New tests will mean that you can no longer lie about the amount of sugar you eat, says Thomas Stuttaford
Londonâ€™s current plague of moths that chomp their way through womenâ€™s cashmere cardigans and menâ€™s Savile Row suits can be fairly blamed on the banning by the EU of the use of the only effective anti-moth preparations that used to be available. However, Brussels canâ€™t be held responsible for the number of mice there; thatâ€™s the peopleâ€™s fault.
It is estimated that the rodent populace in London increased by 10 per cent last year and the number of calls to pest-control agencies from people in certain areas rose by 23 per cent. This rise is thought to be the result of many different factors, including poor rubbish collection, central heating and the increasing use of stud, rather than brick, internal walls.
The most surprising medical aspect of the mouse epidemic, however, is not the worry that doctors have about diseases spread by mice after they have returned from the wheelie bins and are scuttling about between the internal walls. Instead, doctors are concentrating attention on what mice have been feeding on. Mice in every childâ€™s storybook, as well as in Tom and Jerry cartoons, cannot resist cheese. The writers evidently didnâ€™t know about modern mice or the diet of crumb-scattering children and those who chuck out household rubbish. The British taste is now more sweet than savoury in both mice and men. (And it seems in cats, too: recent research has shown that the number of overweight cats is increasing alarmingly.)
Cheese is no longer a tempting morsel for mice used to convenience foods. To judge from the comments attributed to the British Pest Control Association, a Snickers bar (a popular candy in Britain) is the modern urban mouseâ€™s idea of caviar and champagne. The experts have found that a small piece of a Snickers bar, which is made of a mixture of chocolate, caramel and nuts, is irresistible to 21st-century mice.
The sophisticated middle-aged palette may find a Snickers too sweet, but it is a safe bet that many adults, as well as most children, enjoy nibbling them and other calorie-dense convenience foods. Overweight people may not admit it but â€” as a research team from the Medical Research Council and Cambridge University, led by Professor Sheila Bingham of the MRC Dunn Human Nutrition Unit, Cambridge, has confirmed and most of us suspected â€” they eat more, and their food contains a higher proportion of sugar than does the diet of their thinner counterparts.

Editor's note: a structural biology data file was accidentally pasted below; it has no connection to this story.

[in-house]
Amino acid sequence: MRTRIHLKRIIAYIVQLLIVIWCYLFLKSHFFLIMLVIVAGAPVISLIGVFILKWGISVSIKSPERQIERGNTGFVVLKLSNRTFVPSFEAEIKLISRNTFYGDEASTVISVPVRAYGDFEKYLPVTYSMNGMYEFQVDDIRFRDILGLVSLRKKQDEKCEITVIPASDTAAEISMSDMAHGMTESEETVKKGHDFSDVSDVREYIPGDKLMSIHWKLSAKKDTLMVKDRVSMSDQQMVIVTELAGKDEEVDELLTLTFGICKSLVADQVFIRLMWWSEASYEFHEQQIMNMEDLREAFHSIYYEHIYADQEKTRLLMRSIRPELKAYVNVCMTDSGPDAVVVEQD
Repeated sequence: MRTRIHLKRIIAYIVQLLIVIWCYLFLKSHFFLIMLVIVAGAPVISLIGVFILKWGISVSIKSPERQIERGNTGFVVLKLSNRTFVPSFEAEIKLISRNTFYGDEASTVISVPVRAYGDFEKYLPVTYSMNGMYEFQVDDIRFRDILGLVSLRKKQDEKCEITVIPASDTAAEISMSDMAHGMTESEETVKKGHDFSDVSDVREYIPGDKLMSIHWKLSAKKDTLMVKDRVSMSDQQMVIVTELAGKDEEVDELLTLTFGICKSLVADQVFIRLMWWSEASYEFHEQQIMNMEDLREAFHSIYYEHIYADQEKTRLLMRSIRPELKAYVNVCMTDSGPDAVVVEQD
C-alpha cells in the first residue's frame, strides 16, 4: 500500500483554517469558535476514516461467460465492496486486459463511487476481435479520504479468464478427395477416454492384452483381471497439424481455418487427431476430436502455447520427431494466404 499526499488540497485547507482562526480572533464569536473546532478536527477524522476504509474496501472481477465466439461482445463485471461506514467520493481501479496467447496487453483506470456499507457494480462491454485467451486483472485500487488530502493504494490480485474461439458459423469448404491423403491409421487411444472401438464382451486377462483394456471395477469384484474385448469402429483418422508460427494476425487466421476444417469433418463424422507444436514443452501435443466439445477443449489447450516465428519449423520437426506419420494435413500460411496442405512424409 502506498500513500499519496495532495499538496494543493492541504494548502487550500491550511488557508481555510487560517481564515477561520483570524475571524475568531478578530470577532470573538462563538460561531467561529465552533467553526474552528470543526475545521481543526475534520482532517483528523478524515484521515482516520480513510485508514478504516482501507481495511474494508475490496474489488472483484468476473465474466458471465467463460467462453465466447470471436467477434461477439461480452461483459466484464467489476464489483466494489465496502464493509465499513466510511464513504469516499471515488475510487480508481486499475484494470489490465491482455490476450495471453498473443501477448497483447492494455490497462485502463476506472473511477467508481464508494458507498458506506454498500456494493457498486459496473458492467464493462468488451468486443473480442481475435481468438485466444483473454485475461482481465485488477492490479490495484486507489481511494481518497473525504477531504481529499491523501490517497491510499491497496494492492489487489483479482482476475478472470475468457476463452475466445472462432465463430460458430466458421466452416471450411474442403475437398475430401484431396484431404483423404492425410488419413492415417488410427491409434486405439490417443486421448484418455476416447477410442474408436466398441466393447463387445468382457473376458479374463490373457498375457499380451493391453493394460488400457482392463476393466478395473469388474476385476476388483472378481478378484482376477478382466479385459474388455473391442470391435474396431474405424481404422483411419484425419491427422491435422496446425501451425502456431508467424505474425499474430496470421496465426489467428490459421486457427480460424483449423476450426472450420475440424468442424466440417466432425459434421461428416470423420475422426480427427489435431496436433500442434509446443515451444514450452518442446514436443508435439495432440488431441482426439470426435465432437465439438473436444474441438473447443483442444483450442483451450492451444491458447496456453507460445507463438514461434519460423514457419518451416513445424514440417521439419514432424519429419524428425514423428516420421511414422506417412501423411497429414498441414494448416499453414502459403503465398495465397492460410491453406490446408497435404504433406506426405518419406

The research team also demonstrated that the overweight, when compared with those who are skinnier, overrate the amount of vitamin C they take and underrate the amount of sugar. Professor Bingham didnâ€™t undertake this research only to demonstrate that those who are overweight underrate the sugar content of their diet. The objective was to discover the true composition of peopleâ€™s diet. Without this information, derived scientifically rather than from patientâ€™s memory, any attempt to relate sugar intake to disease, including malignant ones, would be meaningless.
The Cambridge team has used new testing techniques to analyse self-reporting data derived from hundreds of volunteers taking part in a European study that was investigating the relationship of diet to the incidence of different cancers. Doctors tend to regard all patientsâ€™ own claims about the amount they drink every day with some suspicion. It is an assumption that is fully justified with heavy drinkers but is apt to irritate the modest social drinker. As with alcohol, so with sugar. The new tests reveal that thinner people give a reasonably accurate account of the amount of sugar in their diet, whereas those who are plumper than doctors recommend are as parsimonious with the truth about their sugar intake as they are generous with the chocolates, fizzy drinks, ice-creams and puddings they award themselves. As a personâ€™s weight and body mass index (BMI) â€” and presumably their waistband â€” increases, so shrinks their memory for the sugary items they have surreptitiously eaten. In this survey, the 20 per cent of people who had consumed the least amount of sugar ate around 76 grams of sugar daily, whereas the 20 per cent who ate the most had on average 207 grams of sugar daily, nearly three times as much.
Fortunately the blood and urine tests developed by the Cambridge research workers give a true indication of how much sugar people have been eating recently. This test will enable scientists to verify any association between the proportion of sugar in the diet and a wide variety of diseases, including cancers. By simple spot testing of a patientâ€™s urine and blood, doctors will in the future be able to work out just how much sugar â€” both sucrose and fructose (the sugar in fruit) â€” their patients have been eating.
THE TIMES, LONDON